Taken together, based on the current MS data and specific sEV markers expression, LN18, U87, and U118 appeared to cluster together, as similarly observed in our four-signature clustering that grouped signature 1 (LN18 and U87) along with signature 4 (U118), while our 7-signature clustering also initially grouped LN18 and U118 GBM cells together. Yet, LN18 and U87 on one hand and U118 on the other hand clearly differ in terms of cMET and CD44 expression, as well asin their invasiveness in the HA hydrogels45. As a matter of fact, the low expression of CD44 in sEVs derived from U118 GBM cells seems indicative of such difference with LN18 and U87 cells. Our data suggest that sEV-associated CD44 expression could be correlated with GBM cell invasiveness. Yet, as high CD44 has been detected in sEVs derived from low invasive G166 cells, and in accordance with the rest of our results, we thus think that distinct GBM signatures/subtypes might be differently associated with exclusive expression levels of a few selected EV-associated markers. Accordingly, recent reports suggested that profiling the expression of surface EV proteins could provide cancer diagnostic signatures from biofluids36.
Along with CD44, our results suggest TGFBI and SERPINE1 (PAI-1) as potential sEV-associated biomarkers for the aggressive mesenchymal subtype31,32. We especially focused on CD44 as it has often been associated with the mesenchymal phenotype and cell invasion in GBM29,37,45. Accordingly, EV-associated CD44 has been linked to tumor progression and resistance to treatment in breast cancer and myeloma, respectively37,46,47. Furthermore, we suggest that such biomarkers could help the follow-up of GBM tumors and the monitoring of recurrence/treatment resistance24. In the same way, an increase of the expression of proteins, such as ECM1, CD9, and CD44 has been reported in EVs derived from squamous cell carcinoma cells upon mesenchymal transformation48,49. Altogether, both our data and recent publications suggest that changes in the EV-specific marker expression patterns could help identify highly invasive/aggressive tumors.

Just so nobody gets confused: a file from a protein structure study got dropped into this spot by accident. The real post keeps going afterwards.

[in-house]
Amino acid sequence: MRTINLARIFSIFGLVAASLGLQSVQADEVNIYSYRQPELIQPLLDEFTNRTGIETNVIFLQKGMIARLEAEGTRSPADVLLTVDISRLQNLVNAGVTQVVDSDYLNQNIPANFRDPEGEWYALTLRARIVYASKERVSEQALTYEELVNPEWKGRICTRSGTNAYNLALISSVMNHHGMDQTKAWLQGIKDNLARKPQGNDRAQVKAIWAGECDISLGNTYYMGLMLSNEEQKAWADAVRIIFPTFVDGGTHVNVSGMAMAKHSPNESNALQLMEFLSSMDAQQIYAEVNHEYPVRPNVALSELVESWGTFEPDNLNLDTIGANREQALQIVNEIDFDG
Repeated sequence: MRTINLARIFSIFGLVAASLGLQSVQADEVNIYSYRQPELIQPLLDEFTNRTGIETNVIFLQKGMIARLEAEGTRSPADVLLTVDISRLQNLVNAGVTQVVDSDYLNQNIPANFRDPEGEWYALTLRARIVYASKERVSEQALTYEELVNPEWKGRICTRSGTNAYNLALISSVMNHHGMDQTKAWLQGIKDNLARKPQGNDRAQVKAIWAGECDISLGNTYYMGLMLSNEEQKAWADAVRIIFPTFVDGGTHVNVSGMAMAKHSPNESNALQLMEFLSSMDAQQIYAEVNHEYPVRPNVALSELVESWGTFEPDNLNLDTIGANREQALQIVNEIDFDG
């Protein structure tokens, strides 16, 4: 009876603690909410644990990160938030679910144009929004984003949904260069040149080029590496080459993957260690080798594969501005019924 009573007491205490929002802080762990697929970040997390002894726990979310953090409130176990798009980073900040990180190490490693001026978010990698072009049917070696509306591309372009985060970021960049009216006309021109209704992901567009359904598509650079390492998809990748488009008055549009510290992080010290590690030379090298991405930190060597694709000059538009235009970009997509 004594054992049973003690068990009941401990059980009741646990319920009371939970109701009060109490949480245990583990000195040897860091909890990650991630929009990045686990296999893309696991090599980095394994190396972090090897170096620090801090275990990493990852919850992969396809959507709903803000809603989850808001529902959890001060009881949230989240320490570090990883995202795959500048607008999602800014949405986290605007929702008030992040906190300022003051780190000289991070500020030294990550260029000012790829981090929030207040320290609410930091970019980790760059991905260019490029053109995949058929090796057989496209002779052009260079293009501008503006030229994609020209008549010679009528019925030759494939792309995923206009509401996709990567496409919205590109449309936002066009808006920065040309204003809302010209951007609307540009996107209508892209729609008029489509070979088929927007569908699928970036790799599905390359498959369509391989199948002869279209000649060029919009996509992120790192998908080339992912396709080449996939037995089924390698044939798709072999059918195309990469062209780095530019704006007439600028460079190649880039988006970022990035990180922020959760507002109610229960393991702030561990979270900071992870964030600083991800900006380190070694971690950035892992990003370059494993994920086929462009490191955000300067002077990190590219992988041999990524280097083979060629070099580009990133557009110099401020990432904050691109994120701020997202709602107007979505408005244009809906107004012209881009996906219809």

A few studies have already reported EV-associated markers that could be used for discriminating GBM from normal and stromal CNS cells, such as annexins and integrins3,42. Combined with deciphering the expression of specific EV markers and EV-associated GBM subtype markers, such integrated approaches should provide an accurate diagnosis with potential subtype characterization. Nevertheless, both cellular and molecular heterogeneity has been repeatedly reported in GBM tumors2. For these reasons, characterizing a GBM tumor subtype based on the respective EV proteomic content appears quite challenging, as markers from various subtypes might be present in patients’ samples5. Nevertheless, precise quantification of the EV-associated markers should give further information regarding the tumor main molecular signature and, consequently, associated prognosis.